With several unseasonably warm January days it is not unusual for forsythias to burst into bloom, and occasionally a stray daffodil or two will flower weeks early. There is little danger in the premature flowering, and in most cases the blooms are scattered and don’t take away from the usual display a month later.
In mid-December there is a bit of an oddity in my garden, but hardly one to write home about. Most azaleas set buds in August that will bloom in the spring, but Encore azaleas begin to set buds soon after flowering. In warm weather states the azaleas bloom off an on from early spring through late autumn, but in my northwestern Virginia garden the azaleas flower in late April into early May, and then set buds that will bloom in late summer and early autumn on an irregular schedule depending on the variety. Several Encore varieties are slower to set buds in late summer so that cold temperatures catch up to them, and there are few flowers and sometimes none at all.
As I have tested Encore azaleas in my garden I’ve abandoned some that have not flowered dependably a second time in late summer or early autumn, but a few flower just enough so that I haven’t given up on them. ‘Autumn Amethyst’ azalea (above) has never made much of a show in September and October, with only a few scattered blooms, but oddly it continues to flower through November and in mid December there are a handful of blooms, and more buds opening every day.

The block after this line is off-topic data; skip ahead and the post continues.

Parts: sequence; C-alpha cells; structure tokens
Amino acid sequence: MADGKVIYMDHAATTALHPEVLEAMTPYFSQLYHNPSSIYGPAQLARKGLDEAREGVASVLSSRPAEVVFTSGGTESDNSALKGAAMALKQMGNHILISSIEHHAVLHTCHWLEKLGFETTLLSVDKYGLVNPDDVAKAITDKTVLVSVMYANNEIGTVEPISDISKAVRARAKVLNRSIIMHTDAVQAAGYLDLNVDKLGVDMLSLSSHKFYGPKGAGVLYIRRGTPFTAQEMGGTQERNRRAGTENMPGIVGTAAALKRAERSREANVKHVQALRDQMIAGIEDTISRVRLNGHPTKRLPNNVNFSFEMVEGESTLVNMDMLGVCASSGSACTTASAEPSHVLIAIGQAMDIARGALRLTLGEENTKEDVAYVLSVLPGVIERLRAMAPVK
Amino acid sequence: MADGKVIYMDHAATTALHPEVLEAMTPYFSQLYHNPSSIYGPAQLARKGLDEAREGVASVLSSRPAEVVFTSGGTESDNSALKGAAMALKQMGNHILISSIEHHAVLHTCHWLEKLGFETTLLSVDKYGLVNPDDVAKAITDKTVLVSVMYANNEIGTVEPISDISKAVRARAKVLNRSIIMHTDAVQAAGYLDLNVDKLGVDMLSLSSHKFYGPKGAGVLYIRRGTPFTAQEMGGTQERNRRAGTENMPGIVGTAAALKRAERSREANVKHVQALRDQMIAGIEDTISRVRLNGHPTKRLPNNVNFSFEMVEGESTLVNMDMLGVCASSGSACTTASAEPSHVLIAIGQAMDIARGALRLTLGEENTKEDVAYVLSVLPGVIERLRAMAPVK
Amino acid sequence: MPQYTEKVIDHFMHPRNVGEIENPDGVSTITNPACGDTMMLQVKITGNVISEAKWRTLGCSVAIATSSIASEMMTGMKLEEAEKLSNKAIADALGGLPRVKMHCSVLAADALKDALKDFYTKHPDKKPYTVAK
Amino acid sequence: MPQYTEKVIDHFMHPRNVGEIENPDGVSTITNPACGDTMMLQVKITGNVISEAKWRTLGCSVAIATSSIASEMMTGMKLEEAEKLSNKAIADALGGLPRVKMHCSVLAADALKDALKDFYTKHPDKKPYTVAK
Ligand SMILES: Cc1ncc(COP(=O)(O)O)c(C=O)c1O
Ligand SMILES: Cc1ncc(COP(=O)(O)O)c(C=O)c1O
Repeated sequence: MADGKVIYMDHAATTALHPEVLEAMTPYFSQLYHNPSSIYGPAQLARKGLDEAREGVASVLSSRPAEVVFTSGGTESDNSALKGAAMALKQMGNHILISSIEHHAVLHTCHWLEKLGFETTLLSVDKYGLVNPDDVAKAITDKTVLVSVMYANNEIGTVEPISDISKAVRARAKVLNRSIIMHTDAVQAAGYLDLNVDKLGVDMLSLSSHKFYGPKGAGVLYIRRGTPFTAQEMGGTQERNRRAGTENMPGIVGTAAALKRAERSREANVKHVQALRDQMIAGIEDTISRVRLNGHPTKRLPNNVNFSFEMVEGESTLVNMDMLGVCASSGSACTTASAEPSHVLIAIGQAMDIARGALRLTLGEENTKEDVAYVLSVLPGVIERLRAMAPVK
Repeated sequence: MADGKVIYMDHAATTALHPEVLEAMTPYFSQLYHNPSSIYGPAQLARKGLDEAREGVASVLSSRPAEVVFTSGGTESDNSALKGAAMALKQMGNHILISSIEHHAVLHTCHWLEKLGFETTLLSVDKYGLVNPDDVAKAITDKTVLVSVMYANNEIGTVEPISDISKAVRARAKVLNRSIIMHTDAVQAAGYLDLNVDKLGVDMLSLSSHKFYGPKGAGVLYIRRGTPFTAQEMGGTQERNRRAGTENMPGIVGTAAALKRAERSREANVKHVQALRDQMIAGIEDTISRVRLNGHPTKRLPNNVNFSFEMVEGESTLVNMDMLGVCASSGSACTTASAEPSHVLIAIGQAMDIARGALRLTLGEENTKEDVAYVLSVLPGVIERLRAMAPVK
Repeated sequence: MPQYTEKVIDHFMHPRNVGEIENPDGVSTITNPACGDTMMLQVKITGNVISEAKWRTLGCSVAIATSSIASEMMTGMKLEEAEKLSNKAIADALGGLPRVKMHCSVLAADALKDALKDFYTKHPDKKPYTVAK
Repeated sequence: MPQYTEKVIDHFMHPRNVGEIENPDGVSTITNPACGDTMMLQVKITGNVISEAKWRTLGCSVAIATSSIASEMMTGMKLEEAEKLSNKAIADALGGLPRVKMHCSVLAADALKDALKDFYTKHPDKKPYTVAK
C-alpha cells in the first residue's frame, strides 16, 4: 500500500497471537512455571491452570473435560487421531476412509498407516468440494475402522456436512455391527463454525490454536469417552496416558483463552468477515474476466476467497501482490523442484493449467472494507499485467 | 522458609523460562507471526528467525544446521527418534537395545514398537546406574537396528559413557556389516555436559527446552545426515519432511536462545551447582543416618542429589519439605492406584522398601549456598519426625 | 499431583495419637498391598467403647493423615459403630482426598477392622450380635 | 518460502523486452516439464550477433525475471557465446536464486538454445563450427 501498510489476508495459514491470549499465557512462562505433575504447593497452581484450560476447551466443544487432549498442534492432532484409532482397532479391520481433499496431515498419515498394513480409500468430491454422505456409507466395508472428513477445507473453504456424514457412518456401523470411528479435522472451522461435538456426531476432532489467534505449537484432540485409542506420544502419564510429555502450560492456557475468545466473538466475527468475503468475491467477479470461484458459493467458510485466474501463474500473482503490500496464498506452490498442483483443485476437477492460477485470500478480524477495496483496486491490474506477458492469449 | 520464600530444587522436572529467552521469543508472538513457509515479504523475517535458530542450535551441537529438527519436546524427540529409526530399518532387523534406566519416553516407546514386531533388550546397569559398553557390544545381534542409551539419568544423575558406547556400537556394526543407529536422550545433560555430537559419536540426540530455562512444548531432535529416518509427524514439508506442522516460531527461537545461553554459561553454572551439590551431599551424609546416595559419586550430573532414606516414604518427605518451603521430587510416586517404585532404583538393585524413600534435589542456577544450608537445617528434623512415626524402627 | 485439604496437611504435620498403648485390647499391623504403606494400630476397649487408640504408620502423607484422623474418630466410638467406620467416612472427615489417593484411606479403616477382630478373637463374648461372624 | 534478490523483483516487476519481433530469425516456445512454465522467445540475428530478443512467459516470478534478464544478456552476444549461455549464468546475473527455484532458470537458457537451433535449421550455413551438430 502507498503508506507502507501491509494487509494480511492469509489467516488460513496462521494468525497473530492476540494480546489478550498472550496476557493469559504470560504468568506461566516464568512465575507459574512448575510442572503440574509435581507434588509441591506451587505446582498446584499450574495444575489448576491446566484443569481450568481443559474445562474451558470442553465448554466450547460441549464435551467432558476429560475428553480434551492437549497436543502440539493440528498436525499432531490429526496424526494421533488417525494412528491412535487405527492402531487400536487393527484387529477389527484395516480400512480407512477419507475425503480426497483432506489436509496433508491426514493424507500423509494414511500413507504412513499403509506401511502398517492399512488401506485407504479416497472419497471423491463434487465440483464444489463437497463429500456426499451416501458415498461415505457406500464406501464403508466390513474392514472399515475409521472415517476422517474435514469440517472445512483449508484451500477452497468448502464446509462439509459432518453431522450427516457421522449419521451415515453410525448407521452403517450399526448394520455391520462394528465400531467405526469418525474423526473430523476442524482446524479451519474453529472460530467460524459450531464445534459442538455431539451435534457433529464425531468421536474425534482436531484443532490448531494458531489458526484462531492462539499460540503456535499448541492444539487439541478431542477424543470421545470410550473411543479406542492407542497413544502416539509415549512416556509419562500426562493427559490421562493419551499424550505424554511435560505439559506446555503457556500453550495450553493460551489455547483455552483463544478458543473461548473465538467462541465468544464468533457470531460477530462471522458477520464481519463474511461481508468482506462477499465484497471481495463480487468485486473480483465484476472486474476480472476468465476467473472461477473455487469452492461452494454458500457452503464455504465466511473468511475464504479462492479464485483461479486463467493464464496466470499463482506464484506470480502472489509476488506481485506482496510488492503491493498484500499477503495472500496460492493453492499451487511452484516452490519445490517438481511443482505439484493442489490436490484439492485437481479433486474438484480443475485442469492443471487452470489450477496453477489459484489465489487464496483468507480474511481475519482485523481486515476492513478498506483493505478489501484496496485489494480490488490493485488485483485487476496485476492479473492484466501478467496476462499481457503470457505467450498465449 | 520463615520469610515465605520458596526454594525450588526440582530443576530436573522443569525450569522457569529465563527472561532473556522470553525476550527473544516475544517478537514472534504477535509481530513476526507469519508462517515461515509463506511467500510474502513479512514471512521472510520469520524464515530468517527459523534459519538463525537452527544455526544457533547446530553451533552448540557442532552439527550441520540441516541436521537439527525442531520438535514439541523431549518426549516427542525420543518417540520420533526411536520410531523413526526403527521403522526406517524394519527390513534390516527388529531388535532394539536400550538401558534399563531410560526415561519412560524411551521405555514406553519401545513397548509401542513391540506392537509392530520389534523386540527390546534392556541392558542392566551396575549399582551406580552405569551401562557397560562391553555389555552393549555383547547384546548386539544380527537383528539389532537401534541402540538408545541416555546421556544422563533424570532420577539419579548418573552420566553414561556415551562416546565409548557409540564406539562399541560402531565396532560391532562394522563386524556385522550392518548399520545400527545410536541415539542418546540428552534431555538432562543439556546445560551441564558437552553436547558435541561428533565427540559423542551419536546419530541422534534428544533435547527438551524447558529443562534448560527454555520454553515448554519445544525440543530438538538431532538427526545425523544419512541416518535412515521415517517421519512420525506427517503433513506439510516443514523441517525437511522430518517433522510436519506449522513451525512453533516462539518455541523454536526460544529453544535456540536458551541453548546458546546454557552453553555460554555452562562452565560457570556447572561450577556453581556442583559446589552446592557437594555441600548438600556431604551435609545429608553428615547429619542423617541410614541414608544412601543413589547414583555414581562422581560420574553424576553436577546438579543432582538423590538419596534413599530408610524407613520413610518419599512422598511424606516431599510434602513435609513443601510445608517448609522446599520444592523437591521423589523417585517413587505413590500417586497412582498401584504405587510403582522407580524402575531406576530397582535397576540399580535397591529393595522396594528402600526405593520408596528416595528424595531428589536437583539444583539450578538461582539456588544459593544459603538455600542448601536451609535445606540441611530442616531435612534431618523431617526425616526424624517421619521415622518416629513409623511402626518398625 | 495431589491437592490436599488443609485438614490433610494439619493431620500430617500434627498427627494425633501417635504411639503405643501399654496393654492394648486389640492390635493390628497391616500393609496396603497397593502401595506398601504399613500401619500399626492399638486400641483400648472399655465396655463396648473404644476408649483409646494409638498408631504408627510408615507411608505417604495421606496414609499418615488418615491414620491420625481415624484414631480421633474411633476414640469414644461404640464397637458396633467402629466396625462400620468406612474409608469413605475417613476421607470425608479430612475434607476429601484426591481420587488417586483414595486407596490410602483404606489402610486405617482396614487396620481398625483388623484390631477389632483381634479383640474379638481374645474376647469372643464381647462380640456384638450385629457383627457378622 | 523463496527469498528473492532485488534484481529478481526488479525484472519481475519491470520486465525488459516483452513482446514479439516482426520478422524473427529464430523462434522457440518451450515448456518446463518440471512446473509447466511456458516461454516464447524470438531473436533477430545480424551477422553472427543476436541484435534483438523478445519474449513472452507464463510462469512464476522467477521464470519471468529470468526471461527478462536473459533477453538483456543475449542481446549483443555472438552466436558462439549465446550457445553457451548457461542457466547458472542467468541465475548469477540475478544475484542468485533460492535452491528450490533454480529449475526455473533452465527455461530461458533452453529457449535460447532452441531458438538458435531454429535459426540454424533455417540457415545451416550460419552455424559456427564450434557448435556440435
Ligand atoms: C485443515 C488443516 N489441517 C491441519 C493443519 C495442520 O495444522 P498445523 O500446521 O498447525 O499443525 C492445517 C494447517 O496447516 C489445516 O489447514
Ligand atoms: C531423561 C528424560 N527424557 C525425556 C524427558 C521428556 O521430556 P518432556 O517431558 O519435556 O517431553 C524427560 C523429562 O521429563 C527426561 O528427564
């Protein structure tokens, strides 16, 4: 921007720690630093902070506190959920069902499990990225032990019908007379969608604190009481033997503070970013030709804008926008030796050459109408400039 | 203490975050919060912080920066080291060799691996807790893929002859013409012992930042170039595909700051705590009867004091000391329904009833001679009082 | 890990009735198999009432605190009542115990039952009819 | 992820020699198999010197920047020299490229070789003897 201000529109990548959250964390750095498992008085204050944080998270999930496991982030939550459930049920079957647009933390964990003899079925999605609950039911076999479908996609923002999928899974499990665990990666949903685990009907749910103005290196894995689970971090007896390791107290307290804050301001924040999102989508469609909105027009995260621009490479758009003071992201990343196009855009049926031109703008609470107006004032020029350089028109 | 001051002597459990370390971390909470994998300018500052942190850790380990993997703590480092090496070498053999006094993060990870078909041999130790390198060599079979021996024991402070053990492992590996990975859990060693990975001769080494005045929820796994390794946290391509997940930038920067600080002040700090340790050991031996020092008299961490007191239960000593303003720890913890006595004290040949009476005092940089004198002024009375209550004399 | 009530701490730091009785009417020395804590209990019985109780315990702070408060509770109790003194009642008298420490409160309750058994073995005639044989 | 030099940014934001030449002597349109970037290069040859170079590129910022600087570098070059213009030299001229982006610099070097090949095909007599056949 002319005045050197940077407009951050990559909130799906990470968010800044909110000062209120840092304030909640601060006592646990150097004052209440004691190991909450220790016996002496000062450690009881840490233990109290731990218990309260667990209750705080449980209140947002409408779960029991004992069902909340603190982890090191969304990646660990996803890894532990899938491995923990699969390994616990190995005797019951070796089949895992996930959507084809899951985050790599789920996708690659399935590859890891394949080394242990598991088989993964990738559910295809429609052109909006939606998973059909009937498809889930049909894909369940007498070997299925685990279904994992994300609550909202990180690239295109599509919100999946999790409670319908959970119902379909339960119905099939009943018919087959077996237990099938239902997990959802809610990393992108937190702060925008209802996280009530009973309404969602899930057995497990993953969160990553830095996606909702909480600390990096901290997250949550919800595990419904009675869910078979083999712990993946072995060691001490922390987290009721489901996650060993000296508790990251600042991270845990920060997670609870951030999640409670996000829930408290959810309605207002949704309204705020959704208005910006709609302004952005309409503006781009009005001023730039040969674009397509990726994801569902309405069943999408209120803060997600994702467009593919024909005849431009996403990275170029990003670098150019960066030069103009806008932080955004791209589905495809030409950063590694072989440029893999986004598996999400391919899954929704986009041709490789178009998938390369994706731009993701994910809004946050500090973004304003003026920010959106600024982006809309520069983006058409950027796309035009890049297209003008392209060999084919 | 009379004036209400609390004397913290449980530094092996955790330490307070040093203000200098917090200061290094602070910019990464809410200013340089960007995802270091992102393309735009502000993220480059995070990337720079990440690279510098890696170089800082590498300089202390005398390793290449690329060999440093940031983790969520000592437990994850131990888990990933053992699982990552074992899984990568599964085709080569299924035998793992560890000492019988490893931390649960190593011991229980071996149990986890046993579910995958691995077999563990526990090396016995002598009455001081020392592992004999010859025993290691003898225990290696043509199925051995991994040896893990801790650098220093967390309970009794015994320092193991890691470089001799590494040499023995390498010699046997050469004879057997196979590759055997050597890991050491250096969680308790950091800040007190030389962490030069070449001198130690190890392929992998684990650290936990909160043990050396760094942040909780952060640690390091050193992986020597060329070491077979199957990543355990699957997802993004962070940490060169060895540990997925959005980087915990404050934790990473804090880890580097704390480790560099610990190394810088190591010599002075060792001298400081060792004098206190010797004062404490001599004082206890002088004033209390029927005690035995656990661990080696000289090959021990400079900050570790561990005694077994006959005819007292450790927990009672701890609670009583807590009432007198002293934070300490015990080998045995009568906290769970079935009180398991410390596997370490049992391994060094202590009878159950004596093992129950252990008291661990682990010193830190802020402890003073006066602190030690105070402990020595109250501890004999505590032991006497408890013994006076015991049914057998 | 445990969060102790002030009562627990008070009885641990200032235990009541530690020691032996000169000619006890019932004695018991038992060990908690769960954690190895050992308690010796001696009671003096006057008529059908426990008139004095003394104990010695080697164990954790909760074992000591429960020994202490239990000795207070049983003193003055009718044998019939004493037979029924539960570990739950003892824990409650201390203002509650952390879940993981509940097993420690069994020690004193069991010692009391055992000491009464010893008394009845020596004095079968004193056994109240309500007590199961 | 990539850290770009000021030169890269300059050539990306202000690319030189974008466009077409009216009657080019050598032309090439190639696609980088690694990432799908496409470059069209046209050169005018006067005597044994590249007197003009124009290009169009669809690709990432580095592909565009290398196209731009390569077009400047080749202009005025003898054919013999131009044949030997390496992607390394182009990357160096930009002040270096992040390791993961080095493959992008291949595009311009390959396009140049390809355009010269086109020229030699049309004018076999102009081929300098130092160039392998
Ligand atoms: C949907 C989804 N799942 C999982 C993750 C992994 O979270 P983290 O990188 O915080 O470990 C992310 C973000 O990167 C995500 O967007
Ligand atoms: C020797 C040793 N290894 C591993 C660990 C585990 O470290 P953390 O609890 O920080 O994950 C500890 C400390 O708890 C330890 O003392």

Now, if my garden was in the deep south this wouldn’t be so odd, but nearly every night over the past month has dipped into the twenties, with a day or two into the upper teens. Azaleas shouldn’t be in bloom in December, but clearly ‘Autumn Amethyst’ has an unusual cycle and a tolerance for cold, and I’m not complaining.
The ‘Winter’s Star’ camellias have recently wrapped up their blooms for the season, but another of the cold hardy late autumn flowering camellias (‘Winter’s Charm’, above) has a few flowers, and the buds of the always-tardy-in-my-garden ‘Winter’s Interlude’ are plump and ready to pop if the weather cooperates. Unfortunately, the timing for this camellias has not worked out for several years, and fat buds never seem to open. There’s always hope.